Boy killed by his grandfather on opening day of France's hunting season

The Local France
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Boy killed by his grandfather on opening day of France's hunting season
Photo: AFP

The opening of the hunting season in France was marred on Sunday when a 13-year-old boy was shot dead by his own grandfather in a tragic accident in the west of the country.


Every year people die in hunting accidents in France and this year the first deaths came on the opening weekend of the season.

A 13-year-boy, who had joined a hunt in the Vendée department in western France, died after being shot in the head by his own grandfather.

The boy was shot at 11.30 am near the village of Triaize as he went to pick up a game bird that had been shot.

He was taken by helicopter to hospital in Nantes but later died from his injuries.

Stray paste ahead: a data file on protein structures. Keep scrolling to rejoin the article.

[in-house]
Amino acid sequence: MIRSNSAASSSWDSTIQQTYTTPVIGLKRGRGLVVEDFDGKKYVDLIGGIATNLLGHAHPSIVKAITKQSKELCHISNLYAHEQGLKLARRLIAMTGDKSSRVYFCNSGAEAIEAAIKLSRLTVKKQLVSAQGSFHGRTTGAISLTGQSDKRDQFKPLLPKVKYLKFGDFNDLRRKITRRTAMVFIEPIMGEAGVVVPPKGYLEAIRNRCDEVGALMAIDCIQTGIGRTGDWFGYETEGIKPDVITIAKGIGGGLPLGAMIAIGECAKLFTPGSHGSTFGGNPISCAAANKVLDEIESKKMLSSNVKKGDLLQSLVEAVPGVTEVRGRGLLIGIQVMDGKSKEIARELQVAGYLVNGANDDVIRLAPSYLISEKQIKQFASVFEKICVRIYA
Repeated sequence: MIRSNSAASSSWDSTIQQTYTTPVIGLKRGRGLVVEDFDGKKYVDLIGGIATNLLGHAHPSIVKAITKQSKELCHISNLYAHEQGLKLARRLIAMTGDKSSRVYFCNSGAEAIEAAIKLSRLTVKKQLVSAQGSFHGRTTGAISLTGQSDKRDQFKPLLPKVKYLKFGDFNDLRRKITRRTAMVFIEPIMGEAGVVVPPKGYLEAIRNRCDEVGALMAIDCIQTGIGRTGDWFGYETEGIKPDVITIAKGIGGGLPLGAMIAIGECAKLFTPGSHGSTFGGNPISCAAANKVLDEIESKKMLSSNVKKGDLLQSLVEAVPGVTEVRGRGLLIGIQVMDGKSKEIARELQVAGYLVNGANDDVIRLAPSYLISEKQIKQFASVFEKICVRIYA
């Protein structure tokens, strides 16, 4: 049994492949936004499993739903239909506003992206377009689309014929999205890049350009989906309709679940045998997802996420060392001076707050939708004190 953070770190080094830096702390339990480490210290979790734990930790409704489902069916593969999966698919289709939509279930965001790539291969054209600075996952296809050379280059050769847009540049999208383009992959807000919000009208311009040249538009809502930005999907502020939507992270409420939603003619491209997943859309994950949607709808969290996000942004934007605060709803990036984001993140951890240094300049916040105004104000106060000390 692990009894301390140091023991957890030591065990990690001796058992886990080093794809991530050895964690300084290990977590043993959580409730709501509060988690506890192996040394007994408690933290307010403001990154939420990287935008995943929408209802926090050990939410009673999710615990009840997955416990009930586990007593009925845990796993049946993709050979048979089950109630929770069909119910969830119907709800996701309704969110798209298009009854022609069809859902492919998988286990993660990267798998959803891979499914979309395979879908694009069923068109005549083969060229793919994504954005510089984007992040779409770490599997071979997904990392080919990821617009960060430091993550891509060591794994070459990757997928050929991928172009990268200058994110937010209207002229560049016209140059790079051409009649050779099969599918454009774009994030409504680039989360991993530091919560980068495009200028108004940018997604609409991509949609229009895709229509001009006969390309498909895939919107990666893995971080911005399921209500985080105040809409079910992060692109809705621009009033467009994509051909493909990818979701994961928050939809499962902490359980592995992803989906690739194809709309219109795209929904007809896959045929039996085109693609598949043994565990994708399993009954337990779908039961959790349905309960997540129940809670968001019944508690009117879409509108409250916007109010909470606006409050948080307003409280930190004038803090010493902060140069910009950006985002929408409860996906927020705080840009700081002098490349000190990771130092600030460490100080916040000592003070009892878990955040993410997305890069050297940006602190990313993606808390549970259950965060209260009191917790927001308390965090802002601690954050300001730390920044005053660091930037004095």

An investigation has been opened to determine the exact circumstances of the accident.


But sadly Sunday’s tragedy was not a freak event given that each year the hunting season in France claims several victims in shooting accidents.

Indeed the 13-year-old boy was not even the only fatality on the opening weekend of the season.

A 57-year-old hunter was also killed in the south east Alpes-Maritimes department on Saturday afternoon.

The hunter was not a victim of an accidental shooting but reportedly lost his balance and fell into a ravine as he tried to dispose of an animal carcass.

In another incident a man and his 12-year-old son were both hit by bullets fired from another hunter in the Var region of the south east. But their injuries were not fatal and they are now out of danger.

The Association for the Protection of Wild Animals (ASPAS) has long been campaigning for a ban on hunting on Sundays.
Speaking to The Local previously, Pierre Athanaze, the head of ASPAS, said the laws needed to be changed in France to prevent more deaths.
"France is the only country in Europe where people can hunt every day, which is why we are the country in Europe with the most accidents.
"Hunting needs to be stopped on Sundays, because this is the most dangerous day. There are more and more people heading out into the countryside on a Sunday, whether it's for walking, mountain biking or collecting mushrooms. We want an end to it,” he said.


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